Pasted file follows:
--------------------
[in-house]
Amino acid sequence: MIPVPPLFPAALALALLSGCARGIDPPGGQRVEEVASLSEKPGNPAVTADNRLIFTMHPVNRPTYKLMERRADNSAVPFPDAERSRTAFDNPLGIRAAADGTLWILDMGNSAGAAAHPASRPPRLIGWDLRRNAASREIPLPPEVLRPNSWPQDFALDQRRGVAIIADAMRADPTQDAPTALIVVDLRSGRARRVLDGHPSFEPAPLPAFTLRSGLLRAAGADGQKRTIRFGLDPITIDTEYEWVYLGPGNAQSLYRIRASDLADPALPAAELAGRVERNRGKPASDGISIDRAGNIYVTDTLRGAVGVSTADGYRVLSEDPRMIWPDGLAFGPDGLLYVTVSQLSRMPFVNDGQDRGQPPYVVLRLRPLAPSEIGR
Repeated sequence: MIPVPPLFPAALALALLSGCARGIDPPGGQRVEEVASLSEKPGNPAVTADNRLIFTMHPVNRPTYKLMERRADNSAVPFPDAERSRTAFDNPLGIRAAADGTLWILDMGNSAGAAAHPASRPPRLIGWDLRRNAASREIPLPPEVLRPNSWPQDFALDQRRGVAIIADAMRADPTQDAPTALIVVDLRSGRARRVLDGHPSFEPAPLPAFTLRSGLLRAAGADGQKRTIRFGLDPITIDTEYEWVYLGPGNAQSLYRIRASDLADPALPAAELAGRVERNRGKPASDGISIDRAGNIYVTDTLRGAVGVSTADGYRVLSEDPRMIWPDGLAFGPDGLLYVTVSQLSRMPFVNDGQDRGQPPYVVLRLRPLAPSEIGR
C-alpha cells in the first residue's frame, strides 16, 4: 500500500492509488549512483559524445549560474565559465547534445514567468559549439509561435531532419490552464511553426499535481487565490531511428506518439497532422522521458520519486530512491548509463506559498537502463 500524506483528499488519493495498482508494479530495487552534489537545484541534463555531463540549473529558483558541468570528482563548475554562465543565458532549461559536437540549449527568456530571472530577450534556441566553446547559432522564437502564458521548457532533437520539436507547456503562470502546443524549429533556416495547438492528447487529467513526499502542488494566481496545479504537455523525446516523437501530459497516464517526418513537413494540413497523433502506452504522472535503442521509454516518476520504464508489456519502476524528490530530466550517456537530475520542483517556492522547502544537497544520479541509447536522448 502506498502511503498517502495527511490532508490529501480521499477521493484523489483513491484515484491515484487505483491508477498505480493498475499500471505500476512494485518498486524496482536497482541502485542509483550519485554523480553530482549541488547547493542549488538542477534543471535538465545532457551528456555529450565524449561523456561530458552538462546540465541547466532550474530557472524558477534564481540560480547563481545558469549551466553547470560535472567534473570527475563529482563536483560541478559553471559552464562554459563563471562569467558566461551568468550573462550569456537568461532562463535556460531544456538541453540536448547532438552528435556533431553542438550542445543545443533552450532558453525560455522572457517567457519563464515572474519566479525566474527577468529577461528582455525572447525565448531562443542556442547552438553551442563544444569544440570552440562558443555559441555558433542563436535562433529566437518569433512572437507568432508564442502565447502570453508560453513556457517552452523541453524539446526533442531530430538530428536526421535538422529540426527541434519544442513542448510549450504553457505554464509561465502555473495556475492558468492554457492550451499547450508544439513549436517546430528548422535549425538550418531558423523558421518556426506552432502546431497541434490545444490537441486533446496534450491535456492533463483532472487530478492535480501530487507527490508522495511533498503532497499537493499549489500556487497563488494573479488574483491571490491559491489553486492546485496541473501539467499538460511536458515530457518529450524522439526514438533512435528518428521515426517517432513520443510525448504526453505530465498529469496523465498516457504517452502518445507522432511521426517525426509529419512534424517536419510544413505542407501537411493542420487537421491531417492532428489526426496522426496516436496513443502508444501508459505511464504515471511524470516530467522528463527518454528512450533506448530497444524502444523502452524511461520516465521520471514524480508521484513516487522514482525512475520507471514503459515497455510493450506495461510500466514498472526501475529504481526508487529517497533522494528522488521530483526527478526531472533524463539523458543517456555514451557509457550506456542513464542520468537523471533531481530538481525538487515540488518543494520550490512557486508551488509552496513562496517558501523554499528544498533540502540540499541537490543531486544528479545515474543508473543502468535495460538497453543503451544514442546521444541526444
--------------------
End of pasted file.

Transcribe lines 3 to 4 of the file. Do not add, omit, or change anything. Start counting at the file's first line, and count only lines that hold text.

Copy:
Repeated sequence: MIPVPPLFPAALALALLSGCARGIDPPGGQRVEEVASLSEKPGNPAVTADNRLIFTMHPVNRPTYKLMERRADNSAVPFPDAERSRTAFDNPLGIRAAADGTLWILDMGNSAGAAAHPASRPPRLIGWDLRRNAASREIPLPPEVLRPNSWPQDFALDQRRGVAIIADAMRADPTQDAPTALIVVDLRSGRARRVLDGHPSFEPAPLPAFTLRSGLLRAAGADGQKRTIRFGLDPITIDTEYEWVYLGPGNAQSLYRIRASDLADPALPAAELAGRVERNRGKPASDGISIDRAGNIYVTDTLRGAVGVSTADGYRVLSEDPRMIWPDGLAFGPDGLLYVTVSQLSRMPFVNDGQDRGQPPYVVLRLRPLAPSEIGR
C-alpha cells in the first residue's frame, strides 16, 4: 500500500492509488549512483559524445549560474565559465547534445514567468559549439509561435531532419490552464511553426499535481487565490531511428506518439497532422522521458520519486530512491548509463506559498537502463 500524506483528499488519493495498482508494479530495487552534489537545484541534463555531463540549473529558483558541468570528482563548475554562465543565458532549461559536437540549449527568456530571472530577450534556441566553446547559432522564437502564458521548457532533437520539436507547456503562470502546443524549429533556416495547438492528447487529467513526499502542488494566481496545479504537455523525446516523437501530459497516464517526418513537413494540413497523433502506452504522472535503442521509454516518476520504464508489456519502476524528490530530466550517456537530475520542483517556492522547502544537497544520479541509447536522448 502506498502511503498517502495527511490532508490529501480521499477521493484523489483513491484515484491515484487505483491508477498505480493498475499500471505500476512494485518498486524496482536497482541502485542509483550519485554523480553530482549541488547547493542549488538542477534543471535538465545532457551528456555529450565524449561523456561530458552538462546540465541547466532550474530557472524558477534564481540560480547563481545558469549551466553547470560535472567534473570527475563529482563536483560541478559553471559552464562554459563563471562569467558566461551568468550573462550569456537568461532562463535556460531544456538541453540536448547532438552528435556533431553542438550542445543545443533552450532558453525560455522572457517567457519563464515572474519566479525566474527577468529577461528582455525572447525565448531562443542556442547552438553551442563544444569544440570552440562558443555559441555558433542563436535562433529566437518569433512572437507568432508564442502565447502570453508560453513556457517552452523541453524539446526533442531530430538530428536526421535538422529540426527541434519544442513542448510549450504553457505554464509561465502555473495556475492558468492554457492550451499547450508544439513549436517546430528548422535549425538550418531558423523558421518556426506552432502546431497541434490545444490537441486533446496534450491535456492533463483532472487530478492535480501530487507527490508522495511533498503532497499537493499549489500556487497563488494573479488574483491571490491559491489553486492546485496541473501539467499538460511536458515530457518529450524522439526514438533512435528518428521515426517517432513520443510525448504526453505530465498529469496523465498516457504517452502518445507522432511521426517525426509529419512534424517536419510544413505542407501537411493542420487537421491531417492532428489526426496522426496516436496513443502508444501508459505511464504515471511524470516530467522528463527518454528512450533506448530497444524502444523502452524511461520516465521520471514524480508521484513516487522514482525512475520507471514503459515497455510493450506495461510500466514498472526501475529504481526508487529517497533522494528522488521530483526527478526531472533524463539523458543517456555514451557509457550506456542513464542520468537523471533531481530538481525538487515540488518543494520550490512557486508551488509552496513562496517558501523554499528544498533540502540540499541537490543531486544528479545515474543508473543502468535495460538497453543503451544514442546521444541526444